Q: What help is available for remedial work?
A: We believe that classes work best when they are composed of diverse personalities, learning styles, and work paces. Waldorf schools use movement, art (color, form, and music), the care and cultivation of the senses, multifaceted approaches to learning, interdisciplinary integration, teacher and curriculum consistence, and individual pacing within a highly refined child development psychology. It is important to note that a central guiding principal of the Waldorf pedagogy that inspires our approach is that every child is a unique being with unique gifts. Thus individuality and social responsibility are recognized and honored. These and many other innovative means serve the variety of students found in the population today. These approaches might serve a child with learning differences well, but only in a class with other learning styles and with a strong "center" of students who move the lessons forward academically and artistically. The teacher, working with colleagues and parents, must determine whether a particular student can be well served. When a child's needs extend beyond the range of our regular program, we might recommend or require outside tutoring or consultation.
Q: Why do you discourage TV, movies, and electronic games at home?
A: The reasons for this have as more to do with the physical and psychological effects of the medium on the developing child, so the "educational" quality of programming is generally not considered to be a redeeming factor. We believe the research that shows that media exposure, especially in the early years, seriously hampers the development of the child's imagination -- a faculty which is central to the healthy development of the intellect. Electronic media works against the healthy development of sound thinking and weakens a child’s ability to deal with reality. Students accustomed to passively receiving impressions have difficulty making the inner effort necessary to sustain an imaginative train of thought or to follow a complicated mathematical process. We would like our students to view the world through their own eyes, rather than through the lens of someone else’s camera. By delaying a child’s exposure to mass electronic media until the student’s will and feeling life have reached a certain level of maturity, we hope to encourage an enlightened, inquiry-based relationship to technology.
While we know that most families have some media as part of the home experience, we encourage families to significantly limit or discontinue exposure to television, movies, video games, computers and other entertainment media. At the very minimum, we expect families to maintain a no-media policy during the school week with the exception of students completing foreign language homework. As students get older, media is introduced and included in the school curriculum as an adjunct to the learning process.
We acknowledge that this can be a difficult transition, especially if the student has had a lot of media interaction prior to Waldorf school attendance. The school, and the families in our community, support new families making this transition. New students have an easier time acclimating to this policy when they experience it as the status quo expectation of our community.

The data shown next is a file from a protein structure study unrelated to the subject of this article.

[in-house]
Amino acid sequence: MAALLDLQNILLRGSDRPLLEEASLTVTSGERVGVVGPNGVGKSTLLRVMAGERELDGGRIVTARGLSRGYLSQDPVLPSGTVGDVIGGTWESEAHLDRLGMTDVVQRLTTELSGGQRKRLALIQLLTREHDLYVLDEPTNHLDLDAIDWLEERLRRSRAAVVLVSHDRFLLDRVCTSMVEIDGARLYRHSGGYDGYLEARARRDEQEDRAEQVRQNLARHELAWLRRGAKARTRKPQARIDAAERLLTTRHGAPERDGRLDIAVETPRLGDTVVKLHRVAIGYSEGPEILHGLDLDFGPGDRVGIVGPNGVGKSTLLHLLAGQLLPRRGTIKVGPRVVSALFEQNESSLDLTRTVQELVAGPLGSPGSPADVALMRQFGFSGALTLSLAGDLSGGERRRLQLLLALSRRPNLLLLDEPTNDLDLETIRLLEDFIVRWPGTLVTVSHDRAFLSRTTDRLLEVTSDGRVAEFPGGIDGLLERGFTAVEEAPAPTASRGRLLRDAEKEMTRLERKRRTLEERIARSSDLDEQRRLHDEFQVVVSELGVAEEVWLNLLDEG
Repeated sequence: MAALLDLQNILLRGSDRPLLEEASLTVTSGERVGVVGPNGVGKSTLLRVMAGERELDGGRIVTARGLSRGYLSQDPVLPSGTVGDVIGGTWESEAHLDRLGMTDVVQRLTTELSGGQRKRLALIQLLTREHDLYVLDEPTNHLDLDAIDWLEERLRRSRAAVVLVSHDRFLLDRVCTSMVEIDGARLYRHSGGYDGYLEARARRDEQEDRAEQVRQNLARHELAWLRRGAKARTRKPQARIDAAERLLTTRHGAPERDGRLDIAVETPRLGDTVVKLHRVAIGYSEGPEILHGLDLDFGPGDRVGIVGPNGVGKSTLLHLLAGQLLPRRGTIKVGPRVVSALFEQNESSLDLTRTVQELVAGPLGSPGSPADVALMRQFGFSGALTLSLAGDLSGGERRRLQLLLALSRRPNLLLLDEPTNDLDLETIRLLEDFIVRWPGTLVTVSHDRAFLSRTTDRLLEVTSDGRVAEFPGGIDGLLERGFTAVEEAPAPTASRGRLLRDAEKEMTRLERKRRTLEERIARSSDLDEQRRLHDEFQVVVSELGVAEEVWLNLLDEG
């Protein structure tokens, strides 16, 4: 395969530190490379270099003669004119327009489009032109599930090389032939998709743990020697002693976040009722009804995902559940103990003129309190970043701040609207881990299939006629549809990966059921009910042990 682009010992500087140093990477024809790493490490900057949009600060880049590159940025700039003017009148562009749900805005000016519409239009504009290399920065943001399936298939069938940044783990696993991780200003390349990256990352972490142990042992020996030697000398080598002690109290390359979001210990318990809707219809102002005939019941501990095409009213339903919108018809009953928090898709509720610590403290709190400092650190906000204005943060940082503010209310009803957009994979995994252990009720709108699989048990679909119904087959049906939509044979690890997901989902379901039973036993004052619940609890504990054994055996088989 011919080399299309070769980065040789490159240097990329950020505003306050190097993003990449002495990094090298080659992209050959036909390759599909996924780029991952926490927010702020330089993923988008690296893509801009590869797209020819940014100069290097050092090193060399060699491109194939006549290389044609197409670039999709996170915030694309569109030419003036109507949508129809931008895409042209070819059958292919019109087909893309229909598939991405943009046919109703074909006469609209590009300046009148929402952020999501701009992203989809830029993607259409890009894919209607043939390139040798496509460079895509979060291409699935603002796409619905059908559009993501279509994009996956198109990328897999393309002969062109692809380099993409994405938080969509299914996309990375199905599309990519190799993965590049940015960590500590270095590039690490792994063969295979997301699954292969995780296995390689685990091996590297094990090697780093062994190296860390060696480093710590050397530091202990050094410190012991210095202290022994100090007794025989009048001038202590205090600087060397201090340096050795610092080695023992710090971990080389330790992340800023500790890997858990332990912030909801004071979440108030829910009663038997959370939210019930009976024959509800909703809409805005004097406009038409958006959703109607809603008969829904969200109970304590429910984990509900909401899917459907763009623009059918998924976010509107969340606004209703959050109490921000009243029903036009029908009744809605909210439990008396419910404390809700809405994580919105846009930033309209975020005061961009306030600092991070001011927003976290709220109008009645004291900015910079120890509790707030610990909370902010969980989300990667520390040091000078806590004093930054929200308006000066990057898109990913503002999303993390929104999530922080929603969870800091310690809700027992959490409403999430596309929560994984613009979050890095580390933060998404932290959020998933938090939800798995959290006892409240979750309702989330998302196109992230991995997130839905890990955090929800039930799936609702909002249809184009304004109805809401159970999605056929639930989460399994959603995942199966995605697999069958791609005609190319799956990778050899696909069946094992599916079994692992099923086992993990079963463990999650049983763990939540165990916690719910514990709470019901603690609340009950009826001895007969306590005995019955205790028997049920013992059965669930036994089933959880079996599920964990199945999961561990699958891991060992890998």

Q: How are personality conflicts between students and teachers handled?
A: This is a very common concern among parents when they first hear about our class teacher model in which the teacher "loops" with the class from first through eighth grades. However, in practice, the situation is very rare. Given the sort of person who is motivated to become a Waldorf teacher, incompatibility with a child is infrequent: understanding the child's needs and temperament is central to the teacher's role and training. If problems of this sort should occur, the faculty as a whole would work with the teacher and the family to determine and undertake whatever corrective action would be in the best interests of the child and of the class.
Q: What if my child needs to transfer to public school in the future? Will they be successful?
A: Generally, transitions to public schools are not problematical when they can be anticipated in advance. Your child's teacher will work with you to identify any gaps or discrepancies in experience that may need to be addressed in order to make your child's transition as smooth as possible.
Q: What financial aid is available?
A: We strongly believe that finances should not prevent the enrollment of a child whose family is otherwise a good fit for our community. Limited financial assistance is available, and we are working hard to expand opportunities for need- and merit-based financial assistance in the future. To apply for financial aid, a family must complete the Application for Tuition Assistance, which is processed by a third party who makes the determination on the allocation of financial aid dollars. The Earnest Everett Just award is a partial scholarship for students who demonstrate scientific engagement and curiosity and who contribute to a student body that more closely represents the cultural and ethnic diversity of our world.